Otters are playful and adorable. Or so states the human, who has pictures of these creatures playing and I suppose being cute. Have you ever wanted to touch one? This is not something one gets the opportunity to do everyday.
The Keikyu Aburatsubo Marine Park in Japan has a special exhibit set up for their otters called “Otter Finger Touch, Fish Catch.” Visitors pay 500 yen, or $5, to offer a fish at special holes in the glass enclosure to lure an otter to put a paw through to possibly touch your finger and to definitely get a fish.
The exhibit opened July 13, 2014, and only runs until September 13, 2014, so if interested you need to act quickly. Visitors are encouraged to make a reservation in order to guarantee an opportunity to try for an otter hand shake. The exhibit is open for all those who enter the park to see the otters, but the touch experience has a morning and evening session with a max of 10 people. I am not sure if it is 10 each session or ten total for the day. Of course, you need to be in Japan or able to travel there for this experience.
Some species of otters can be vicious, people are attacked by them, so I would not advocate just trying to offer fish to wild otters. The otters in the exhibit are Asian Small Clawed Otters, the smallest species, who have little finger like toes with small claws unlike the webbed feet of the larger North American River Otter. Asian Small Clawed Otters are a vulnerable species due to habitat loss, and are now extinct in some areas which used to have large populations. You can of course see this type of otter in the US at places like Seaworld and the San Diego Zoo, but no other place offers finger touches.
These orphaned baby dormice were rescued in 2012 and taken to rescue facility over a hundred miles away by a person in England.
Dormice are an endangered species, and these six babies were lucky enough to be found by someone who knew about them. The facility they were taken to is called Secret World, a facility that specializes in rescuing and rehabilitation of British wildlife.
These photos of the babies playing on Thistle are simply adorable:
At Busch Gardens in Florida zookeepers embarked on a strange journey. They had a new 8 month old male Cheetah cub (now named Kasi), but no other cheetah cubs. For the animal to have a companion they introduced the cub to a puppy, a 16 week old rescued lab mix (now named Mtani). The animals developed a friendship, learning how to communicate together. At first they spent only supervised time together, and now they live and travel together all the time.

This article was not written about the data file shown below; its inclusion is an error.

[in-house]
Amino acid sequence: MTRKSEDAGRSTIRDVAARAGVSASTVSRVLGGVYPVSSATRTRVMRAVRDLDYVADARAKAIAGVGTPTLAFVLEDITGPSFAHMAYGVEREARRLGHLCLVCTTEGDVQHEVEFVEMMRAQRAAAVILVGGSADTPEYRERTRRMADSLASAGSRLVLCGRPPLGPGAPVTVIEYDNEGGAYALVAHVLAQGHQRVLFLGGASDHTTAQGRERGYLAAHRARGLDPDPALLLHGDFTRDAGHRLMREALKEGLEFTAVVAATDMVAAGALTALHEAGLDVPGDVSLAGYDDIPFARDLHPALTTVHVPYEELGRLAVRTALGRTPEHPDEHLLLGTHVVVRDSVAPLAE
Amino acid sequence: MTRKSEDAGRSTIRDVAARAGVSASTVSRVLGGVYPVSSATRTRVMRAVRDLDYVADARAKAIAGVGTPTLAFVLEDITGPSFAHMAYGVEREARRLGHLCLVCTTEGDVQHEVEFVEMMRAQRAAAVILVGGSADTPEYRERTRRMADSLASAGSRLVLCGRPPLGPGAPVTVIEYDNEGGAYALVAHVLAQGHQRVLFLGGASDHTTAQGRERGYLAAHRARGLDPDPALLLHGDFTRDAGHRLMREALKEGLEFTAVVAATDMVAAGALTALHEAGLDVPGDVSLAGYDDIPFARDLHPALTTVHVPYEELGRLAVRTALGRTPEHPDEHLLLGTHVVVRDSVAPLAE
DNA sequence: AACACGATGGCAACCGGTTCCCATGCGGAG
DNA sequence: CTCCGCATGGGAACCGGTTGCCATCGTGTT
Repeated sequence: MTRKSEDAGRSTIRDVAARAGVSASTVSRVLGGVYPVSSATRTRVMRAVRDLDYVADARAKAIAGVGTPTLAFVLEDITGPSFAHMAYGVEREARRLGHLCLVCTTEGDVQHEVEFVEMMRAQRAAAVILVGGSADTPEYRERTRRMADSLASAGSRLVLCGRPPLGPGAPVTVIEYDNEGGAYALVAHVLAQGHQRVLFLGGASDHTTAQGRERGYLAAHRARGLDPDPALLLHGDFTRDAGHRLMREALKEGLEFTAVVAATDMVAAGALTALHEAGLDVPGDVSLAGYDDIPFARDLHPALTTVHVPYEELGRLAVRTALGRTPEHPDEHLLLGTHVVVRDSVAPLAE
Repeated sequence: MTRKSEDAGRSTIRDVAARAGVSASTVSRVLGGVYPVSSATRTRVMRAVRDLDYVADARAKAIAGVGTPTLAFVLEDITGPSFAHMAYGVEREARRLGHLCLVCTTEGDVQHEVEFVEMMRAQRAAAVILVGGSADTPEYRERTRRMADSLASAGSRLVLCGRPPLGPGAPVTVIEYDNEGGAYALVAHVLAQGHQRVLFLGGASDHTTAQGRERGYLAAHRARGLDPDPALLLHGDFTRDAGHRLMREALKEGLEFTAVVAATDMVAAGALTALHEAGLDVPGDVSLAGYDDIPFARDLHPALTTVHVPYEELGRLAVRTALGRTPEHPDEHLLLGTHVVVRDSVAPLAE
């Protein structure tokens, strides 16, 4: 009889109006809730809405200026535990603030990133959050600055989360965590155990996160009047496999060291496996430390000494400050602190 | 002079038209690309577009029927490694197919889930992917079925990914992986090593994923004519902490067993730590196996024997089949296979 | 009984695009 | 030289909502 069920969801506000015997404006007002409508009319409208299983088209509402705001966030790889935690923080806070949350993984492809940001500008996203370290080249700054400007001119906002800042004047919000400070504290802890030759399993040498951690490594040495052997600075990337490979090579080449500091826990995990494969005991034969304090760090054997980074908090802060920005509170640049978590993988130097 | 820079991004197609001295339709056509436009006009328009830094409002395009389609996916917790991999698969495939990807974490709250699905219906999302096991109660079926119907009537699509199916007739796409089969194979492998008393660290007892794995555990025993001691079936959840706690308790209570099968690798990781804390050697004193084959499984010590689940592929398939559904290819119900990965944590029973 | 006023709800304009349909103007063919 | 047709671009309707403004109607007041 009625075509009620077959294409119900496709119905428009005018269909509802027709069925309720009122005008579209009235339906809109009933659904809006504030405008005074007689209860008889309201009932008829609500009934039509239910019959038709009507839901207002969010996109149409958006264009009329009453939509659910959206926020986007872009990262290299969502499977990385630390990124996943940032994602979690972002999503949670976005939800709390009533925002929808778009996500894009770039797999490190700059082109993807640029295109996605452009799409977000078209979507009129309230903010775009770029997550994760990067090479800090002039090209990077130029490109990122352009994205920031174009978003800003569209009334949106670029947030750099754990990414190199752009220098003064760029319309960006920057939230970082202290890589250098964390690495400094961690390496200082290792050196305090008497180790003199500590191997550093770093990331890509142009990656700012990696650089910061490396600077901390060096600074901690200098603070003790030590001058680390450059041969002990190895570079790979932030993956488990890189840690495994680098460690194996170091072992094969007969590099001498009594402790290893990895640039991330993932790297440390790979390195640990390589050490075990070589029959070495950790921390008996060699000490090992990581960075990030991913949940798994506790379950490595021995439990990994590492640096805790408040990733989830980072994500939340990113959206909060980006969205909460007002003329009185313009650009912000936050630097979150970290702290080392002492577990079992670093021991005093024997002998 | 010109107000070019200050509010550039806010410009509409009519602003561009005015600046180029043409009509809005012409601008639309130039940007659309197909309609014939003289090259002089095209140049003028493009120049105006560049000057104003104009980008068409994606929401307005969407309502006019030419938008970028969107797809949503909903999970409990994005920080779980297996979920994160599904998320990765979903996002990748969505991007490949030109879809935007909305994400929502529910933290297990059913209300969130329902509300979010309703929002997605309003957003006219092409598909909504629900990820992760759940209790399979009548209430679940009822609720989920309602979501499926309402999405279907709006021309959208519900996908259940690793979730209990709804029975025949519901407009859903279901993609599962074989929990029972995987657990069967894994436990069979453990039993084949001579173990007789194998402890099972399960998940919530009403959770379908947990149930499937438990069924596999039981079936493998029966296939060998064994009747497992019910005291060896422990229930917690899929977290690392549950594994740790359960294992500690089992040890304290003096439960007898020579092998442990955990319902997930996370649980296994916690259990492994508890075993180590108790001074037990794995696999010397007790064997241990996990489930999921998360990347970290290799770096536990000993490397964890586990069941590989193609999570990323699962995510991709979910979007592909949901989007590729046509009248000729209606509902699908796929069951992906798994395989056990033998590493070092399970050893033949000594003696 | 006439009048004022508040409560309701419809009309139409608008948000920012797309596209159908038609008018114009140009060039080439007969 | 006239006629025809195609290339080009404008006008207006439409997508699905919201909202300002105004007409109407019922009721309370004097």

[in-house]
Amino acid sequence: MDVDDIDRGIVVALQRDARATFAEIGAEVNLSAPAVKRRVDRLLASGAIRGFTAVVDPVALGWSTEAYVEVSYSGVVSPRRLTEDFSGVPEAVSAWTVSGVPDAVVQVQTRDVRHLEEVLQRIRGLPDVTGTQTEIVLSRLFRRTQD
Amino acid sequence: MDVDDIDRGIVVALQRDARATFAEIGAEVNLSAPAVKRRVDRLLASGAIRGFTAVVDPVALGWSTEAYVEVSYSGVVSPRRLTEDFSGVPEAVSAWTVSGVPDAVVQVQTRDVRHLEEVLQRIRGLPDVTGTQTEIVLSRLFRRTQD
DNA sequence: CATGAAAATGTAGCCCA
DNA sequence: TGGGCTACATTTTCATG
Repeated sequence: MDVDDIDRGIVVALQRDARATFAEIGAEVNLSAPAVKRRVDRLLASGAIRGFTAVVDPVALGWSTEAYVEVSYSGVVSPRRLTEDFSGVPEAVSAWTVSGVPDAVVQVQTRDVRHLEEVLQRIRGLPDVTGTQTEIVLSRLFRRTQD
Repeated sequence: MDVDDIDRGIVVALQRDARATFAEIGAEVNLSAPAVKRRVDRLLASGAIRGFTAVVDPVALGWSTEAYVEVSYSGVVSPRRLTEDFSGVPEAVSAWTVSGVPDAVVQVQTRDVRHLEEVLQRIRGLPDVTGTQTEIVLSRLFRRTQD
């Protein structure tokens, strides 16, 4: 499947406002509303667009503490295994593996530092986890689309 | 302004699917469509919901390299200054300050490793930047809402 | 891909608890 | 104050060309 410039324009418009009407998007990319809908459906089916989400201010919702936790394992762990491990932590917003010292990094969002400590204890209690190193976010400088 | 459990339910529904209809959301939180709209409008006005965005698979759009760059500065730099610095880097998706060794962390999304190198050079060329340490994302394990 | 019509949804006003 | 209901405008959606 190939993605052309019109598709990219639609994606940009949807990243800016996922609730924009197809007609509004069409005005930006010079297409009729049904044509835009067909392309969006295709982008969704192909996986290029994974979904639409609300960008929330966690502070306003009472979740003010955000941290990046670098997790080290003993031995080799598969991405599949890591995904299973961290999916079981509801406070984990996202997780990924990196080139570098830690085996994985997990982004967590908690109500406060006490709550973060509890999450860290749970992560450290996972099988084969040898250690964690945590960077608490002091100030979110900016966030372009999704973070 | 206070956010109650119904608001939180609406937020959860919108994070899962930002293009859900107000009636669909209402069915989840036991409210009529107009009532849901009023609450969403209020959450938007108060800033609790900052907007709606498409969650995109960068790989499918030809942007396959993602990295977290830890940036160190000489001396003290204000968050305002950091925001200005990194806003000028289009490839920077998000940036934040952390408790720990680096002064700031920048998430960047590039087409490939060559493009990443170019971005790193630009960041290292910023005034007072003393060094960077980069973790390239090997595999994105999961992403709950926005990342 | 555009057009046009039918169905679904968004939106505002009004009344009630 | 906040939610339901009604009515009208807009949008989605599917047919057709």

Now that they are older, Busch Garden uses them to help educated the public about Cheetahs, rescuing exotic animals, and the importance of rescuing domestic animals like Mtani. The two can be seen on display in their enclosure at the Cheetah Run. They do actually run the cheetahs (and Mtani) using a lure system that pulls a lure along the ground on a line. If you visit make sure to find out what time the Cheetahs will run because it is something to see!
A video of them on their first year anniversary, explaining the relationship and showing off their running skills:
Do animals have the capacity for friendship? I never really thought otherwise until I realized most biologists studying animals have only recently considered the idea worth studying. Of course, animals do not communicate or express emotions the same way people do. Even if it were flawlessly possible to prove what an animal is thinking or “emoting” it would not always be for the same reasons we do. That does not make what they experience any less, only different. But if you have ever owned an animal you can see each has their own personality and seems to display love, affection, or “friendship.”
A human animal relationship in and of itself is already an inter-species relationship that demonstrates the ability of an animal to bond with a creature not like itself. Inter-species friendships are especially interesting because I think it does point to the ability or desire of an animal to be with others, even if not the same species. Most often these relationships occur when humans have intervened – at animal preserves, zoos, or even in your own home (dogs and rabbits for example). Yes, we placed the animals in those situations but they could just as easily decide to not remain in a relationship (your dog eating your pet rabbit for example). These relationships might occur less frequently in nature because they would be hard to find and observe, and because it is probably much more rare for an animal to not have another of its own kind to bond with.
The cub is not much to see at the moment because Panda cubs are the one of the smallest births to occur among mammals. Babies are only about 1/900th the size of their mothers, only marsupials give birth to smaller young. Panda cubs are unable to move on their own and are completely dependent on their mom for warmth, food, and protection.
Mei Xiang has been more protective of the cub in the past few days and has not allowed the vet staff to take the cub from her for an exam. Keepers say the baby sounds healthy and they are continually observing the pair on the panda cams.